The blue-collar, working class city of my youth is gone. In some ways, it’s good. Portland is widely recognized as one of the greenest cities in the world. But it only achieved that through a relentless de-industrialization of the city, on the one hand pushing the few jobs remaining in that sector north in Vancouver, Washington and beyond, where they continue the same old rapacious rate of pollution and environmental destruction, and on the other, pushing out the working class families who’d previously called the city home, as once decrepit old houses in the tiny urban core became sought after residences for newly wealthy white-collar workers, whose salaries were paid by the corporations buying up farmland on the periphery of the city. Hence the bizarre mechanism of Portland’s mass transit infrastructure: the MAX light rail, a truly innovative transit solution, was built more to facilitate the commutes of workers from the city to the outskirts (at least on the west-side line) than the reverse. The amount of time and effort it takes to commute from the house I lived in in high school to the city has dramatically increased since I was a teenager. It used to be a direct express bus that shot down Sunset Highway. Today it requires travelling several more miles to where 185th Street crosses the MAX line, then taking a local train.
But I’m ahead of myself. In 1998, particularly over the summer when I wasn’t taking class, I spent a lot of time at Powell’s, a massive bookstore with a huge collection of fiction and plays. And used copies were cheaper. That’s when I became acquainted with Roy Kuhlman’s iconic covers for Grove books from the Fifties and Sixties.
But now we’re on a different story altogether. These days the story of Grove Press is easily enough discovered: in 2013, Loren Glass published his landmark historical survey Counterculture Colophon, a fairly obsessive study, and in 2007 the documentary Obscene, about Barney Rosset’s lengthy career challenging censorship was released. But in the late 1990s, it was a scattershot process. I remember the interstitial essays, tracking the company’s fortunes by the decade, in Grove Press’s 50th anniversary anthology, which I scored a free copy of in 2001 through Barnes and Noble, was instrumental. As were some other books I came across later—Samuel Beckett’s various biographies, most notably Damned to Fame, and James Campbell’s Paris Interzone, a recounting of the experience of Africa-American expatriate artists in Paris in the post-war period. But in 1998, I knew virtually nothing.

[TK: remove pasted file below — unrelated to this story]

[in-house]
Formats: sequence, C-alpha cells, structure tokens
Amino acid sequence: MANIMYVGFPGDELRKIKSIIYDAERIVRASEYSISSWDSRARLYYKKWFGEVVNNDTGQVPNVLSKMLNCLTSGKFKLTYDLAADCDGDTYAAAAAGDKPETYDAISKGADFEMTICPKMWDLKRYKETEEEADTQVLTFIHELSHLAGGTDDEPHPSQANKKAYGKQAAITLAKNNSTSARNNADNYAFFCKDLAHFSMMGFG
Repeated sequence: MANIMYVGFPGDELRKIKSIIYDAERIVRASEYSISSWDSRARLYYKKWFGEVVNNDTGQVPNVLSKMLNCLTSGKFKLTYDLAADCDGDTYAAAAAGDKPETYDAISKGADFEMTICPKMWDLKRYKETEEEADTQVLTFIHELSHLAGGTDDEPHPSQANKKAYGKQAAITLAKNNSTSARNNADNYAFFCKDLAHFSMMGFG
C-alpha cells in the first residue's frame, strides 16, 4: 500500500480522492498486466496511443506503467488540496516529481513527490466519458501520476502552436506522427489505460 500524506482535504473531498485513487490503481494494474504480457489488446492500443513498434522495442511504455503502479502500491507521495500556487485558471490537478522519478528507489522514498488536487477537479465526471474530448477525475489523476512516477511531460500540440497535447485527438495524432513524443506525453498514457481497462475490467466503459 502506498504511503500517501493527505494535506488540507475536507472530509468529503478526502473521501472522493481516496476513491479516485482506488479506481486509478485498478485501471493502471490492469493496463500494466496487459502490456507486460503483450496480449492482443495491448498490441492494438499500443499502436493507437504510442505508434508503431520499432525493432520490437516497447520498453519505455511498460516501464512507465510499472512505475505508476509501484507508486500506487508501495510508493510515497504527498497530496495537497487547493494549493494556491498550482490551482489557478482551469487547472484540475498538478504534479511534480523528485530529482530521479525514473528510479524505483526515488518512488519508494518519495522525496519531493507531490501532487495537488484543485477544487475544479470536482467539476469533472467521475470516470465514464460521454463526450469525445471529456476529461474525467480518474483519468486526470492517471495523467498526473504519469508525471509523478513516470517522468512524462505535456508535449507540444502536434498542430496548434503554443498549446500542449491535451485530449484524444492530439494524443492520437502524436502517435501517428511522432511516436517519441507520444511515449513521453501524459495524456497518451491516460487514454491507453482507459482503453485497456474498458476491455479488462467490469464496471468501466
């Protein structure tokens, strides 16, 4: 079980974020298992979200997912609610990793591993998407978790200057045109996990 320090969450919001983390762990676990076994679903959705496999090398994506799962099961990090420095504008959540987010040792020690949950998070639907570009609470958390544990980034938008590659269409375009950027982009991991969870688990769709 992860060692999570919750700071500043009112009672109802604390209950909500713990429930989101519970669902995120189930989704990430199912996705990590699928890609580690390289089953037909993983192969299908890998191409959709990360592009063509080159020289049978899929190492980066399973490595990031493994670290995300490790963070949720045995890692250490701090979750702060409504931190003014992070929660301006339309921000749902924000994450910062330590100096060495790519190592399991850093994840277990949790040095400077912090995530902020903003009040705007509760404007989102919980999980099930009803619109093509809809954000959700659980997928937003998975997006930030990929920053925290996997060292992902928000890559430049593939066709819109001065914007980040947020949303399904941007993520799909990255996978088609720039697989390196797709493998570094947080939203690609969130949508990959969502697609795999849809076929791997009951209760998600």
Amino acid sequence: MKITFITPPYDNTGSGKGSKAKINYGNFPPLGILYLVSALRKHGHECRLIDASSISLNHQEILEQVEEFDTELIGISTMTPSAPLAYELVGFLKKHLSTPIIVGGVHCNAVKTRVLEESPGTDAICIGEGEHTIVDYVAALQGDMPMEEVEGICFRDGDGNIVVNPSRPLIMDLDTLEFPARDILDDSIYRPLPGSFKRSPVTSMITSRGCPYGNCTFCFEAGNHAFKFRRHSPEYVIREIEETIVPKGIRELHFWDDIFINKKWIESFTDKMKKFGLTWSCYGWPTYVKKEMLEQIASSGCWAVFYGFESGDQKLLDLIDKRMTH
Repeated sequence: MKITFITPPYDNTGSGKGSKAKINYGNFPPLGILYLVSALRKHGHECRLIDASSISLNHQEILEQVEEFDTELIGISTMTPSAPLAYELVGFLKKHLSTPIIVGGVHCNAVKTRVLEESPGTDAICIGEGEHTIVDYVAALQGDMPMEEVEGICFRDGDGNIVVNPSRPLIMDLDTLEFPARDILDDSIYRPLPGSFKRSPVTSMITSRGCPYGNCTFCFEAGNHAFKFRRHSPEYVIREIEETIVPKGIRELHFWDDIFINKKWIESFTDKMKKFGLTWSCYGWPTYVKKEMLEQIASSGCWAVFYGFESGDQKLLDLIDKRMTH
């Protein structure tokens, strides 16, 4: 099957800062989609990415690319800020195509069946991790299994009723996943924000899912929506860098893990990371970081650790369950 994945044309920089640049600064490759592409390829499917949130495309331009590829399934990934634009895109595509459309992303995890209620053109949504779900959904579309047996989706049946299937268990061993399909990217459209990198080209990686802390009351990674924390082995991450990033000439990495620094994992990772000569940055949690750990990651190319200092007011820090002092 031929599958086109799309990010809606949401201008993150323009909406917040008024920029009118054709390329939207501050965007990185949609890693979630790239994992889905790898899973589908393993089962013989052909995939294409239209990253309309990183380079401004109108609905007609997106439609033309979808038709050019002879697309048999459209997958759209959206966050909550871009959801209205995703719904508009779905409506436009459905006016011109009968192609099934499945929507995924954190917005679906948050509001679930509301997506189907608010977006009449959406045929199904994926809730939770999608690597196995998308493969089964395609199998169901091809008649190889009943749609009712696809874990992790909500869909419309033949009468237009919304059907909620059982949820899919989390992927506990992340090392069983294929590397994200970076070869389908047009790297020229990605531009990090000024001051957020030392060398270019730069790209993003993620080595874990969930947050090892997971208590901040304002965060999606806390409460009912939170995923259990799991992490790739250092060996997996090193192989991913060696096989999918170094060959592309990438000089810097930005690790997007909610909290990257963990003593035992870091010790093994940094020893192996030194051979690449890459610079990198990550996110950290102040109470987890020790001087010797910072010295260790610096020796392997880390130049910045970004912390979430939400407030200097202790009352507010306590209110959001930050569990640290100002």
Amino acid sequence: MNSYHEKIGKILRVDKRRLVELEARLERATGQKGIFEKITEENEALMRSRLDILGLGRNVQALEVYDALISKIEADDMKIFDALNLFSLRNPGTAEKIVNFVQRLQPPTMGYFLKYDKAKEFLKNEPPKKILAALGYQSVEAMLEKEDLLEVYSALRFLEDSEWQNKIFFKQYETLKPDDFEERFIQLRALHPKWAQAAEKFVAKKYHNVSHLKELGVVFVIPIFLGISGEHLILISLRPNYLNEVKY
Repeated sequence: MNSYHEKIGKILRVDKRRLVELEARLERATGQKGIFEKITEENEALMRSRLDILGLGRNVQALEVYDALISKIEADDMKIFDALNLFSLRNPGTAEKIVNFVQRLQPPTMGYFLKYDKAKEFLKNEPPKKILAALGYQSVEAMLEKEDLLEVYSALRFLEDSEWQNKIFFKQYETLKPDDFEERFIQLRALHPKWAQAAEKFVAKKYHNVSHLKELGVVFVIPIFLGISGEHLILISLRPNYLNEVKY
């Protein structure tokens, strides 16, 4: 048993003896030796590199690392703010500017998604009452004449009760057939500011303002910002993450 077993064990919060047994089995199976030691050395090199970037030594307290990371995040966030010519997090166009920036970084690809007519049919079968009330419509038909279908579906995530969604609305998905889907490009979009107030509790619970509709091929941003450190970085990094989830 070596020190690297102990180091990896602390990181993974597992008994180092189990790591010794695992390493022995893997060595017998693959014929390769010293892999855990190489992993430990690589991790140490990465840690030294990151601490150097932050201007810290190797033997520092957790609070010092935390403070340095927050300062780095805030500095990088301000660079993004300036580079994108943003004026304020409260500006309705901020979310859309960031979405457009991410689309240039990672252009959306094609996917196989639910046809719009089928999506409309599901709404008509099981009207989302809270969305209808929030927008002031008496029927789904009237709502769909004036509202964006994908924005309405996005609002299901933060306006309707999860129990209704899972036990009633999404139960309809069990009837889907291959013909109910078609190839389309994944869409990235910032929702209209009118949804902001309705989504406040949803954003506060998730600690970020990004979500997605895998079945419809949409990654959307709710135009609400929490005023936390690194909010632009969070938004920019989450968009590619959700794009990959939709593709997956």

The story basically runs like this: in 1953, a guy named Barney Rosset, who was the scion of a Chicago banking fortune, bought a tiny boutique publishing house called Grove Press, with all of three titles in its catalogue. The company was so named because of its original address, on Grove Street in the West Village. Rosset was an idealist, leftist in attitude if somewhat lacking in militancy, and concerned about social issues in the US. After the war, his first effort was producing a documentary about the double-handed treatment of African Americans in the US military during the war.
At Grove Press he quickly set about publishing the sort of books he thought were important: namely, long-banned works like D.H. Lawrence’s Lady Chatterly’s Lover and Henry Miller’s Tropic cycle, none of which had been published in unexpurgated editions in the US at that point, and wouldn’t be for some years.
In practice, the only way to get the books in English was in Paris, where a second-generation publisher named Maurice Girodias was doing brisk trade in publishing English language books that were unavailable in English-speaking countries. From his father, Girodias had inherited an affinity for the likes of Miller and other stalwarts of pre-war Modernism, but having more business sense, Girodias relied on a variety of erotic and pornographic titles, published under the euphemistic imprint of “Travelers Companions,” to keep up a flashy lifestyle. Rosset encountered Girodias seeking out Miller, whose work had animated Rosset since his student days. But Girodias proved useful in a far different way: It was Girodias who put them in contact with the crew around the Paris based English language lit mag Merlin.
Merlin was the brain-child of Alexander Trocchi, a Scottish…well, he was a writer, but that doesn’t cover the half of it. Trocchi, perhaps more than anyone in post-war period, truly embraced the notion of what it meant to be a bohemian. Films like Kill Your Darlings occasionally remind us of just how outside the bounds of society bohemian artists could really be. The core of the Beats had not just one slaying on their hands, but two: Lucien Carr’s killing of David Kammerer, and William S. Burroughs’s drug- and alcohol-induced “accidental” killing of his second wife, Joan Vollmer, in Mexico City in 1951.
Trocchi was no different. In the early ‘50s, he was pushing his monied English girlfriend to support an ambitious lit mag meant to highlight the things he and his friends cared about. Later he’d spiral down with drug addiction, recounted in the Story of Young Adam, before resurfacing as a leading America-based exponent of the Situationist International in the ‘60s. But the important part of the story has fairly little to do with that, or Trocchi himself, in fact.